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Definitely helped, Sen. Pam Roach, R-Auburn, the sponsor of the amendment, told the Ways and Means Committee. The requirement has been approved five times by voters through the initiative process, she noted, including last year.
“It’s time for the people in the Legislature to match the people of the state,” Roach said, and began listing approval percentages for committee members.
Sens. Jeanne Kohl-Welles and Ed Murray, both Seattle Democrats, were quick to raise their hands to indicate their districts rejected that initative.
Definitely hurt, said Nick Federici of Our Economic Future Coalition, an umbrella group for progressive and liberal organizations. If it takes a two-thirds majority to pass a tax increase, that means a one-third minority can block one, he said.. .
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OLYMPIA – A coalition of House Democrats and education advocates are asking the courts to void the supermajority required for tax increases, arguing that it’s an unconstitutional limit on legislative authority.
State Republicans and the sponsor of initiatives that have repeatedly resulted in voters imposing that two-thirds majority quickly denounced the lawsuit as ignoring the will of the voters.
Tim Eyman, who had another such initiative certified Monday for this November’s ballot, said the suit could boost that measure. It could also provide campaign fodder for Republican gubernatorial candidate Rob McKenna, who as state attorney general will have the task of defending the supermajority requirement in the courts.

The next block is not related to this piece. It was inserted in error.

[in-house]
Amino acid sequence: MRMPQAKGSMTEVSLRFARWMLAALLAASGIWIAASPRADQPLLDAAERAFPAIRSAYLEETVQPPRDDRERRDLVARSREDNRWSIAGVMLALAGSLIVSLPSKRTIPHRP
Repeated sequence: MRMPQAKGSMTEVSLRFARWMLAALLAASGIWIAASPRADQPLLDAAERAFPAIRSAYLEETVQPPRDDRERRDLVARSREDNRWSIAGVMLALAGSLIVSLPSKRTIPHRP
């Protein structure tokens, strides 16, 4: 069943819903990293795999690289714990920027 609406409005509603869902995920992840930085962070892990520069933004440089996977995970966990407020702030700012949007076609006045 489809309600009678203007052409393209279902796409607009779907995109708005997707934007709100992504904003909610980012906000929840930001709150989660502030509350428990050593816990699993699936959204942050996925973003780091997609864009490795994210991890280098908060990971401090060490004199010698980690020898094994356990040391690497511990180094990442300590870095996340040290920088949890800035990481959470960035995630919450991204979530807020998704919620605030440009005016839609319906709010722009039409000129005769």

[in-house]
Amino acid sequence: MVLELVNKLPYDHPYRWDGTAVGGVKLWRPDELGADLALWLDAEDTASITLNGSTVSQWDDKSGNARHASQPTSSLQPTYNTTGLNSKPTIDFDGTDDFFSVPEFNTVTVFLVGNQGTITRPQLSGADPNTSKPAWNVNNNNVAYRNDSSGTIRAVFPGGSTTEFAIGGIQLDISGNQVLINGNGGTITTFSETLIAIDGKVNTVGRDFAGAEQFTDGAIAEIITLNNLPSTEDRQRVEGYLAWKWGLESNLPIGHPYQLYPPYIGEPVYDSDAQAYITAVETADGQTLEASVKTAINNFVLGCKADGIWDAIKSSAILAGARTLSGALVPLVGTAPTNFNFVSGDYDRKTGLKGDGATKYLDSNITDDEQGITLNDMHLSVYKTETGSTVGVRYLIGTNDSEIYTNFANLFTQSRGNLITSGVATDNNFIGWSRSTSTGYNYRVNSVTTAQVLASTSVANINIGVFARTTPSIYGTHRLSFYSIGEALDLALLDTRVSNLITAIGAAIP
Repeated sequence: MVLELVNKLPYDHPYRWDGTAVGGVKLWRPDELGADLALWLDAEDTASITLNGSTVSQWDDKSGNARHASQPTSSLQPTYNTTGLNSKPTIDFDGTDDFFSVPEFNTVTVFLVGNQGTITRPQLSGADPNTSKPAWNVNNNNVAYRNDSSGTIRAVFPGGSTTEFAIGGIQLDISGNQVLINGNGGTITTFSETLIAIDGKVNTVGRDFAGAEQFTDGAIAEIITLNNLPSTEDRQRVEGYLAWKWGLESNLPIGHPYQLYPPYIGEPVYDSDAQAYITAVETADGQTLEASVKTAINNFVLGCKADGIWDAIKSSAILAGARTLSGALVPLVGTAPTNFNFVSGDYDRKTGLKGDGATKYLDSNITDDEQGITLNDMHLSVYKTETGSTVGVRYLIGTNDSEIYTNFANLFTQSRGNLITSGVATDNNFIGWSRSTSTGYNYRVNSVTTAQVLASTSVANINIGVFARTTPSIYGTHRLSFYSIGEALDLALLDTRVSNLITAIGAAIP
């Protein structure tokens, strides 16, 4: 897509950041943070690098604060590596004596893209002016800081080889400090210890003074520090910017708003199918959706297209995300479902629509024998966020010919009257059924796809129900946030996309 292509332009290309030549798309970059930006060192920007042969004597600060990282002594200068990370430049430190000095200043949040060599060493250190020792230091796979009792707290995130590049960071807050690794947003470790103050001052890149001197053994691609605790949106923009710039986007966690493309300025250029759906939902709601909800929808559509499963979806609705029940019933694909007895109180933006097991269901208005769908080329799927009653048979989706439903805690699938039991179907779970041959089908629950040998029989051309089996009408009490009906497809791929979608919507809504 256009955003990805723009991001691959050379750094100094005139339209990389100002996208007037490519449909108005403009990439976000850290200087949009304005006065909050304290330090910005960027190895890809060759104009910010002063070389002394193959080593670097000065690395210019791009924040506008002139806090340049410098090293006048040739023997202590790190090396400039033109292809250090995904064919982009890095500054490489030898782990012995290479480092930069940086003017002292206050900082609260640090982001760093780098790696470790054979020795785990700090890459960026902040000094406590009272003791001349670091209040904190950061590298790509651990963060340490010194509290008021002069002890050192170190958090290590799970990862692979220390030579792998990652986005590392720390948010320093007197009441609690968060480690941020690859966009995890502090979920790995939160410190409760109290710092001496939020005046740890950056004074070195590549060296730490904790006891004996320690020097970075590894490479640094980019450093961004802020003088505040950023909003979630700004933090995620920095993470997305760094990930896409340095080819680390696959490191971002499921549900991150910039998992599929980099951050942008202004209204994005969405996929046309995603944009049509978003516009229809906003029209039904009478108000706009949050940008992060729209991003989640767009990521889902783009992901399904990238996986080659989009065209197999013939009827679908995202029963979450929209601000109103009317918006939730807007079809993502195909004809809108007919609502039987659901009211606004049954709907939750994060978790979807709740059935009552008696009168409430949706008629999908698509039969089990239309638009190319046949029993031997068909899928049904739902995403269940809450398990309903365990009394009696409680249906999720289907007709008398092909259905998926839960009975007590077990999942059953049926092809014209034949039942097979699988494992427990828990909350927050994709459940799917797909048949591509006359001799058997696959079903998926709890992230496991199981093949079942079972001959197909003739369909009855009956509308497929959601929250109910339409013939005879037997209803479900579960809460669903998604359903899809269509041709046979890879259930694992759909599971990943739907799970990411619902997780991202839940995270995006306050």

“This is going to bode well for us,” Eyman said of Initiative 1125. “It’s an extraordinary gift they’ve given to the McKenna campaign.”
OLYMPIA — Seth Dawson, a representative of human service organizations, urged the Legislature to temporarily suspend Initiative 960’s requirements for super-majority support for tax increases.
“There’s nothing pretty about amending this initiative…, There’s nothing pretty about enacting these cuts,” Dawson said.
“I don’t envy your position. The best choice at this point is to proceed with this measure,” Dawson, whose clients include the Coalition for the Homeless, said.
Suppose more revenue comes in Sen. Linda Parlette said. AT some point aren’t we still going to have to reduce spending?
“Probably,” said Dawson.
The state cut spending last year, Sen. Karen Fraser said. It can’t just keep cutting.
“It’s time to look at a system of new revenues,” Dawson said. Mental health was cut last year, now it’s asked to take more.